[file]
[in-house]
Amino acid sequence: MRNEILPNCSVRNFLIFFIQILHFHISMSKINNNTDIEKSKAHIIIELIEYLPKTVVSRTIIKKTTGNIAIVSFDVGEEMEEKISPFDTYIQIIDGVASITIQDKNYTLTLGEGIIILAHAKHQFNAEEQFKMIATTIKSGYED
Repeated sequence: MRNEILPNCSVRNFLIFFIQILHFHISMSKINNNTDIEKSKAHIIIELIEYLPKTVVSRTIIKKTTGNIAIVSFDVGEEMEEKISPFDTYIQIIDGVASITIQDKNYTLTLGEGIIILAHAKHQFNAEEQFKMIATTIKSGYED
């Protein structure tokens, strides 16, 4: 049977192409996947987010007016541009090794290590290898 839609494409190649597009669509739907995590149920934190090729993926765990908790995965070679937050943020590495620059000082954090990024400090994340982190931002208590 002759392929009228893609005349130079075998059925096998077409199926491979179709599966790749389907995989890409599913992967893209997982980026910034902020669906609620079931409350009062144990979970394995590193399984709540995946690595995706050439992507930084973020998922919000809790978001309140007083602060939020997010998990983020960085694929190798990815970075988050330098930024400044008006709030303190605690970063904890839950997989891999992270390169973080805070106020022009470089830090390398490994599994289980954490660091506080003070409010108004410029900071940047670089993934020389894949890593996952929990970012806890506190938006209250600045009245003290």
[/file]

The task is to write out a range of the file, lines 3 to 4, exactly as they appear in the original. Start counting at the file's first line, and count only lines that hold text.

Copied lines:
Repeated sequence: MRNEILPNCSVRNFLIFFIQILHFHISMSKINNNTDIEKSKAHIIIELIEYLPKTVVSRTIIKKTTGNIAIVSFDVGEEMEEKISPFDTYIQIIDGVASITIQDKNYTLTLGEGIIILAHAKHQFNAEEQFKMIATTIKSGYED
């Protein structure tokens, strides 16, 4: 049977192409996947987010007016541009090794290590290898 839609494409190649597009669509739907995590149920934190090729993926765990908790995965070679937050943020590495620059000082954090990024400090994340982190931002208590 002759392929009228893609005349130079075998059925096998077409199926491979179709599966790749389907995989890409599913992967893209997982980026910034902020669906609620079931409350009062144990979970394995590193399984709540995946690595995706050439992507930084973020998922919000809790978001309140007083602060939020997010998990983020960085694929190798990815970075988050330098930024400044008006709030303190605690970063904890839950997989891999992270390169973080805070106020022009470089830090390398490994599994289980954490660091506080003070409010108004410029900071940047670089993934020389894949890593996952929990970012806890506190938006209250600045009245003290």